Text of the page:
Tue. Apr 23rd, 2024

Black Lives Matter: the global impact

By Keyari Page Oct 8, 2020
Keyari Page and Marriyah Malik

The ongoing protests of the Black Lives Matter movement, also known as BLM, see countries unite in solidarity, but solidarity does not stop racial discrimination and inequities globally.

As an individual and as a community, Kingston has provided several ways for you to demonstrate your support for the BLM movement. 

Supporting the BLM movement is “a fight for freedom, liberation and justice.”

The BLM movement was founded in 2013 in response to the killing of 17-year-old Trayvon Martin in Florida and since then has become a global organization, particularly in the United States of America, United Kingdom and Canada according to blacklivesmatter.com.

Seven years later and events revealing police brutality, racism and discrimination have been highlighted on social media and show that racial barriers still exist in the year 2020.

Protest demonstrations have united people across the world to stand for justice and demand that racism and discrimination stop now.

In 2020, BLM protests have increased since the killing of George Floyd.

All we ask is to look at the facts of the inequity and the barriers black individuals have and still face in the United States of America and the United Kingdom.

The data reveals what many individuals are facing by just participating in BLM movement.

Fact 1: Since George Floyd at least 8,700 demonstrations have been seen globally in over 72 countries, according to ACLED Data. The US has seen  7,750 demonstrations across the country in over 2,440 states.

Fact 2: Only seven per cent of demonstrations have resulted in violence, but the U.S. government response to demonstrations has seen a 54 per cent increase in violent response when engaging with protestors in cities such as Chicago, Illinois. (ACLED DATA Source)

Fact 3: 13,000 people have been arrested for supporting BLM in the US, according to Insider sources.

Fact 4: According to the Department of Justice of the US, over 300 people are facing federal charges after participating in BLM protest in 29 different states plus Washington, District of Columbia, since the end of May 2020.

With these facts alone, we can see the lack of support the BLM movement receives from the government. Yet, they are supposed to protect all citizens, but instead, they are displaying the actions of those wanting black individuals to be silenced.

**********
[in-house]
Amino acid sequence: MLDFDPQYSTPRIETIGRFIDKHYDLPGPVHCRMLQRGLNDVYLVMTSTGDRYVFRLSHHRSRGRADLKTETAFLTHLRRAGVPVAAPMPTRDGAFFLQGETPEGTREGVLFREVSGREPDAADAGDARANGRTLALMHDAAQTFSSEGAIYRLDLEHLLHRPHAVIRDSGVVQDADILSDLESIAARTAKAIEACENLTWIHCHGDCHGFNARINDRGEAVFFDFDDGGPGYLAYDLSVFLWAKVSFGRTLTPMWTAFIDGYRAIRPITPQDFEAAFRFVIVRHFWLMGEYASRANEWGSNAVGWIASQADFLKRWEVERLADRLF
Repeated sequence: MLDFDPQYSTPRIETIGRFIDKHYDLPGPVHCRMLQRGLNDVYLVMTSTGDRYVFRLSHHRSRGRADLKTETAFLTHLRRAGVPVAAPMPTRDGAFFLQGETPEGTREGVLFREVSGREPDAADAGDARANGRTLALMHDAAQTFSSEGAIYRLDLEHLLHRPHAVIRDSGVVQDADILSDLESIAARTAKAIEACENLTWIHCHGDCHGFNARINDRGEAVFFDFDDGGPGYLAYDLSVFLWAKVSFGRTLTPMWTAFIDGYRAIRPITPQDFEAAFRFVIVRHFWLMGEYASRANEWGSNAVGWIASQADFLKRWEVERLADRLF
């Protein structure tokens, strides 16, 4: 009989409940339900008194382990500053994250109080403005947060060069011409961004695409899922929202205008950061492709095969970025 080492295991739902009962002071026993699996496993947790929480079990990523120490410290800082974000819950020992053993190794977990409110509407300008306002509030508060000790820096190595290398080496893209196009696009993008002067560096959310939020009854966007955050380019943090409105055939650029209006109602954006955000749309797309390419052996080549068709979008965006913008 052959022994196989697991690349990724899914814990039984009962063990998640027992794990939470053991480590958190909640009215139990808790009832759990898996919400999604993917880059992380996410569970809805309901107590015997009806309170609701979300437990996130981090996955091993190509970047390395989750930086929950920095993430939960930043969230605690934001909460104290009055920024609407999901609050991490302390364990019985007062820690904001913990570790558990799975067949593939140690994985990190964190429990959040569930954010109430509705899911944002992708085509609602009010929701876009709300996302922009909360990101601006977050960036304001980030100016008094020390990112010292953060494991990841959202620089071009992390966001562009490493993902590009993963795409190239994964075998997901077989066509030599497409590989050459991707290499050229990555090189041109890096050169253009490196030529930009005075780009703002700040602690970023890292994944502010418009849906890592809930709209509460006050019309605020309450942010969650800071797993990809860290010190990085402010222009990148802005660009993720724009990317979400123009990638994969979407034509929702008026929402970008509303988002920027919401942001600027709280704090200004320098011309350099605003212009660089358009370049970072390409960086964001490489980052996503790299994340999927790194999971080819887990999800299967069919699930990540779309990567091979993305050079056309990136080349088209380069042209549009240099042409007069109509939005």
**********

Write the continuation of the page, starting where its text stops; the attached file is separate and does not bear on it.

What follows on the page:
The UK Prime Minister, Boris Johnson’s message to the thousands of protesters was that the UK is not racist. He says he is, “proud to lead the most ethnically diverse government in history of this country”.

However, in 2017/2018 stop and search for members of the Afro-Caribbean community increased from 7.4 per cent to 22.8 per cent of all incidents.

There is one thing for sure, black individuals across the world will not be silenced anytime soon. If anything, it drives Black and minority ethnic , also known as BAME, communities to say BLM loud enough for everyone to hear. We are facing inequality in everyday life scenarios.

Photo credit: Ollie Monk

Fact 5: In the US, during 2019, 54.8 per cent of the prison population were Black and 55.5 per cent of those on parole, in just the state of Illinois Department of Corrections.

Fact 6: Black Caribbean people are 9.6 times more likely to get stopped and search in the UK compared to white British which leads to a 22 per cent increase in arrests, according to the UK Government website.

Fact 7: Out of 59.6 per cent of hate crimes being reported in the US, 47.1 per cent of hate crimes were towards African Americans according to the FBI Database.  

Fact 8: 28 per cent of Afro-Caribbean people fear that they would be a victim of a crime in the UK according to the UK Government.

The fear of being a victim of a hate crime is similar between the two countries.

Why should a person fear going outside to do daily errands? Why should a person fear that someday they will have to talk to their daughters or sons about how to survive being Black?

The answer is a person should not have to worry about their safety and should be able to trust their government is acting in the best interest of all citizens.

Black individuals across the world are still fighting for basic human rights and it does not matter what country a Black person is from.

So, it is time to get involved in this matter and support the change that is going to take place. Change starts with you.

Students at Kingston University are encouraged to get involved with our very own Black History Month events that our Union provides for us.

Our student union has provided students with free events to educate themselves on Black culture.

All you have to do is sign-up on their website at https://www.kingstonstudents.net/bhm2020.

And all the events are virtual, so you can attend these from the comfort of your own home.

But if the timing doesn’t work out, then go check out this article that is written by Time Out editors, which explains eight easy and simple ways to get involved.

Since 2013, BLM is the biggest civil rights movement in history.

BLM demonstrates that change can make people feel uncomfortable and fear that certain histories will be erased.

In these uncertain times, the world can come together to promote change. That should not be in the discussion today.

BLM will continue to gain support globally but now it is time to decide where we want to end up.

Make awareness, make a change, educate and be supportive. 

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